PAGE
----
It didn’t escape my notice either that a matter of a few weeks or maybe a month ago you promised to stop regaling us with your brilliant writing!! I was sceptical even at the time. Thought ‘how many times have I heard that shit!’

    Love you lots. Even though I have a funny way of showing it!!! Zoe

  12. aethelreadtheunread says:

    Thanks for the extra comments.

    Robert – I certainly wouldn’t want to let Gordon Brown off the hook for his mismanagement of the economy, and especially the catastrophic failure of the ‘light touch’ regulatory system that the government approved. But it’s noticeable that the credit crunch has actually been dealt with in very similar ways around the world. France and Germany have both had to inject cash into their banking systems, and President Obama explicity endorsed former President Bush’s injections of trillions of dollars into the US financial system. As well as the injections of cash into the banking system, the UK government have taken steps aimed at helping ‘ordinary people’ (i hate that phrase, but i can’t think of a better one) too. The most obvious one was the 2.5% cut in VAT, which was intended to disproportionately benefit lower income households, who need the money most, and are also most likely to spend it, thus boosting the economy. It was a drop in the ocean, sure, but i can’t believe a voucher to cut the cost of a new car will be any different.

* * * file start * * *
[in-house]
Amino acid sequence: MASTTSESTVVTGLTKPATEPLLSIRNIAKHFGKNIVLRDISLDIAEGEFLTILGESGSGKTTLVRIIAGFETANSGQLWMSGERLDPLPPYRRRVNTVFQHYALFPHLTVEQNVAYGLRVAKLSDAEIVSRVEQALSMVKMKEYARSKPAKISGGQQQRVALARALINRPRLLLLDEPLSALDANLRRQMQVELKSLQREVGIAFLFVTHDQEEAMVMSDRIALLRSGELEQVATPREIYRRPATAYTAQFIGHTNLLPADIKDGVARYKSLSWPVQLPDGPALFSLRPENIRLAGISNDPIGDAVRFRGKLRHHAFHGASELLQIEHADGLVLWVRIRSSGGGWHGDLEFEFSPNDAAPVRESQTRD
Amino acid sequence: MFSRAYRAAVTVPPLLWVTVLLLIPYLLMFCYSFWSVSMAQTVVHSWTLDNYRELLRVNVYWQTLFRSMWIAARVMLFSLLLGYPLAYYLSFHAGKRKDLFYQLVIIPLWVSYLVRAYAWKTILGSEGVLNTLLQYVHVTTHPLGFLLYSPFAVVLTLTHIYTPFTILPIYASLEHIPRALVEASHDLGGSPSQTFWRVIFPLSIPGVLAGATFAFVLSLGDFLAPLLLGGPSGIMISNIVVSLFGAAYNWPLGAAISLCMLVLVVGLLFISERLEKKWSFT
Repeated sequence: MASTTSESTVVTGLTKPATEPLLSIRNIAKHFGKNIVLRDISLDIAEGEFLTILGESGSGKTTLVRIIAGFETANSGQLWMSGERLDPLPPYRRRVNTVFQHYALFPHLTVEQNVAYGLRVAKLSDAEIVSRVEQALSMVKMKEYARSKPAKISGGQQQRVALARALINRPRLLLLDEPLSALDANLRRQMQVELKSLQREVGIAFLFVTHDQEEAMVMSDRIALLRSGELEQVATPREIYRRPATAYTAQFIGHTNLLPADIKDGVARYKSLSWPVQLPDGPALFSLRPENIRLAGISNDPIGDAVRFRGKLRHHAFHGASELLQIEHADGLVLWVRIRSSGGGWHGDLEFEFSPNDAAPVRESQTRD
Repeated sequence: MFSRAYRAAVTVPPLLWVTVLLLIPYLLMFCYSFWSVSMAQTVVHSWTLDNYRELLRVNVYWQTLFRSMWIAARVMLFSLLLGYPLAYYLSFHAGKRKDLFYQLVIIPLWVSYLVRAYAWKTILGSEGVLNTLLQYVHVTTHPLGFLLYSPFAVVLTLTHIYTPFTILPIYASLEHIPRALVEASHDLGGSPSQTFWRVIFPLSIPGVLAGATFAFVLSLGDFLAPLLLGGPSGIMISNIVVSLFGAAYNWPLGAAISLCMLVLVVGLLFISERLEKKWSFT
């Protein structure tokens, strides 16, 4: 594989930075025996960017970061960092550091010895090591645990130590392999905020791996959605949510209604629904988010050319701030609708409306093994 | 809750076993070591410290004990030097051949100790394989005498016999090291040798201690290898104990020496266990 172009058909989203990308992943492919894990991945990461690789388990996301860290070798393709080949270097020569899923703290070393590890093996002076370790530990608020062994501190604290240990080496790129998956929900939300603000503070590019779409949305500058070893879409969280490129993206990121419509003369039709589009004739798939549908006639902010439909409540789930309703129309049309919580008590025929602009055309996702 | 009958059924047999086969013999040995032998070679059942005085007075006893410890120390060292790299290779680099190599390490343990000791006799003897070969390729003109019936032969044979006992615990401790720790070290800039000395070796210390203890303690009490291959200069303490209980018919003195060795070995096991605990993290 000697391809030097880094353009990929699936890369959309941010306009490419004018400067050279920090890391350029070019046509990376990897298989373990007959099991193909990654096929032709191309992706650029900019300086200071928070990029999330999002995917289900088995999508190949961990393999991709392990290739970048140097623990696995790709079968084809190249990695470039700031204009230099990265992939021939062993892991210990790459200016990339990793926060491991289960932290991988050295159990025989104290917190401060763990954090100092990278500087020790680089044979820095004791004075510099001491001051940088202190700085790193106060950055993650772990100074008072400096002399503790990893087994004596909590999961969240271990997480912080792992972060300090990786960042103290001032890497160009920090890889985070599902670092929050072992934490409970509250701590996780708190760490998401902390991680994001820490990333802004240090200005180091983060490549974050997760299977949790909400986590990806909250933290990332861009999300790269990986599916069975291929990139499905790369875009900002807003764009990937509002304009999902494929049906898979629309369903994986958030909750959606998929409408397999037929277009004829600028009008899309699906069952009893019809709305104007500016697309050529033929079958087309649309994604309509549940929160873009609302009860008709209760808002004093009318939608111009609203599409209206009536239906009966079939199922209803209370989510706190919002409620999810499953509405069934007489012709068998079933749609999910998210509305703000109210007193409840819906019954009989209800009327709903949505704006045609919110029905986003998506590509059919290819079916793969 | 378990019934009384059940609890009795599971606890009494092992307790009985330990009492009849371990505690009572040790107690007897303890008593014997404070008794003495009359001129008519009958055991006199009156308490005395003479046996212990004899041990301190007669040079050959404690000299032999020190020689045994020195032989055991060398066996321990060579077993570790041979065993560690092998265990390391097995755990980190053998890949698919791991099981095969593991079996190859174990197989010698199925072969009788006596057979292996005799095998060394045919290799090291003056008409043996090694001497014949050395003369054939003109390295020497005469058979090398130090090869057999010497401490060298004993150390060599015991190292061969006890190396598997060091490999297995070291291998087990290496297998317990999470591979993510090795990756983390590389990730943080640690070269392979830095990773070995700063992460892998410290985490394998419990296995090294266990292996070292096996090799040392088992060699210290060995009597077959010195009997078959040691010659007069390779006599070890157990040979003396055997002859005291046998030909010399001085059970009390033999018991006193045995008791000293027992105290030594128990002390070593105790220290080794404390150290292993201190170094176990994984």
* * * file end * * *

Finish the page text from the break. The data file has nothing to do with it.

DeeDee Ramona & lsnduck – i have to be honest, Obama doesn’t ‘do it’ for me. I mean, in the context of all the presidents of the US, he’s certainly the most attractive, but that’s not really saying a lot. You’re right, though, lsnduck, he does have a nice smile. But that just makes me think ‘Awww, sweet guy’ not ‘Phwoarr’… ;o)

  13. aethelreadtheunread says:

    Oh, that’s weird. Haven’t really got my head round the way moderating comments works yet. Anyway…

    Zoe – i saw your comment after i submitted my last one, but now it’s showing up before it. Anyway, i wasn’t being rude by not mentioning you in the last comment – i hope you didn’t take offence. :o) Really sorry to hear you’re ‘ensnared’ again, and hope you get yourself untangled in time to do what you need to do.

    you seem to have gone on a one-man mission to analyse the fuck out of everytjing.

    Yep, guilty as charged! :o)

    Plus, goddammit, you get a lot more comments than I do and can no longer truthfully call yourself unread

    I do get a lot of comments, and i am pathetically grateful for every single one. It still amazes me anyone can be bothered wading through all the words i throw up on here.

    a matter of a few weeks or maybe a month ago you promised to stop regaling us with your brilliant writing!! I was sceptical even at the time.

    I did say it was only temporary… You see, the truth is, i just couldn’t tear myself away. I mean, where else am i going to go for random insults about my hairdressing abilities… ;o)

    Take care of yourself,